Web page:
Systematic reviews seek to identify and summarise all the relevant research evidence relating to the clinical or health policy decision under consideration. This rationale can be fatally undermined if the review only includes a proportion of the research conducted, due to the restricted availability of some studies or their data. The recognition of reporting bias and its potential to confound the results of evidence synthesis is not new, and there is now ample methodological research demonstrating that studies with 'positive' results are more likely to be published and published sooner, than those with 'negative' results. If systematic reviews fail to address reporting biases they are at risk of generating misleading results. We should, therefore, pay particular attention to reviews that either identify strong evidence of a risk of reporting bias or adopt innovative methods to overcome it.
The January 2012 issue of The Cochrane Library sees the publication of an updated Cochrane Review of the neuraminidase inhibitors oseltamivir (Tamiflu) and zanamivir (Relenza), which are antivirals used to treat and prevent influenza. The methods have been modified to address the risk of reporting bias, and the review is the first of its kind to be published in the Cochrane Database of Systematic Reviews. The review was supported by funding from the National Institute of Health Research in the UK. The methods used to locate, appraise and summarise the relevant evidence have been developed by the review team after they became aware of multiple clinical studies whose results had never been published in scientific journals.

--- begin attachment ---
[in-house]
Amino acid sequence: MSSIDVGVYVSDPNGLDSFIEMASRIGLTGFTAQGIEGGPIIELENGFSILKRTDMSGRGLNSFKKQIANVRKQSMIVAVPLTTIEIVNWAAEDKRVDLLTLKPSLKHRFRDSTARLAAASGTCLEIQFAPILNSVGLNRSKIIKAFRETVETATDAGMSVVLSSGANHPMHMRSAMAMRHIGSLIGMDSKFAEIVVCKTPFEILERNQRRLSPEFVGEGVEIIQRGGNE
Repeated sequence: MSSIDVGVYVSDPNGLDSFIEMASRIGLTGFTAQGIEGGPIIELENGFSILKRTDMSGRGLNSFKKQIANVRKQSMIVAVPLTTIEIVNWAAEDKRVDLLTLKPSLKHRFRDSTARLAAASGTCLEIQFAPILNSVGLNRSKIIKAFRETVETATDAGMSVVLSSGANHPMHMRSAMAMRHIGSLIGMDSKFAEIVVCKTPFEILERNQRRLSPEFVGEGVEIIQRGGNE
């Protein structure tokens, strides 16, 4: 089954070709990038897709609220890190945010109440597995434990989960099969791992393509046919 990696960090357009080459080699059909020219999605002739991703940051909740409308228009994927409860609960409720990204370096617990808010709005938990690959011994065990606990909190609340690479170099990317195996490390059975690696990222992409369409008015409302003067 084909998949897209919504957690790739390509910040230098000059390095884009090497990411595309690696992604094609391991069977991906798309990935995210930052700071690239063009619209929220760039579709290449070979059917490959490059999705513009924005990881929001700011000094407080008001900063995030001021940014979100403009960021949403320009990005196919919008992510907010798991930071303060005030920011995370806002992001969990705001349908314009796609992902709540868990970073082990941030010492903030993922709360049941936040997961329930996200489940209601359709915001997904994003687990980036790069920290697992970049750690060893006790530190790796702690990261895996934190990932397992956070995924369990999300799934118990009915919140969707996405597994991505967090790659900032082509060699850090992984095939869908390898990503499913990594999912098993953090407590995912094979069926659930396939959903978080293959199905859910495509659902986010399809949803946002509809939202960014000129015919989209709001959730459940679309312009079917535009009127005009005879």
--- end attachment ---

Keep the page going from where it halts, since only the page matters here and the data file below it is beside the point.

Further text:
The Cochrane Collaboration encourages authors of Cochrane Reviews to search for and incorporate information from both published and unpublished sources. Jefferson et al had included in their previous review a small subset of all trials conducted in this area, casting some doubt over the reliability of their conclusions. The authors therefore developed an alternative strategy, going beyond the information contained in published articles based on the trials of neuraminidase inhibitors to longer, more detailed 'clinical study reports' (CSRs). These documents provide much fuller accounts of the study and contain information that often does not get included in the six to eight pages that are typical of published journal articles. Indeed, CSRs frequently run to thousands of pages in length. In view of the amount of information they can provide, their value to a systematic review is substantial.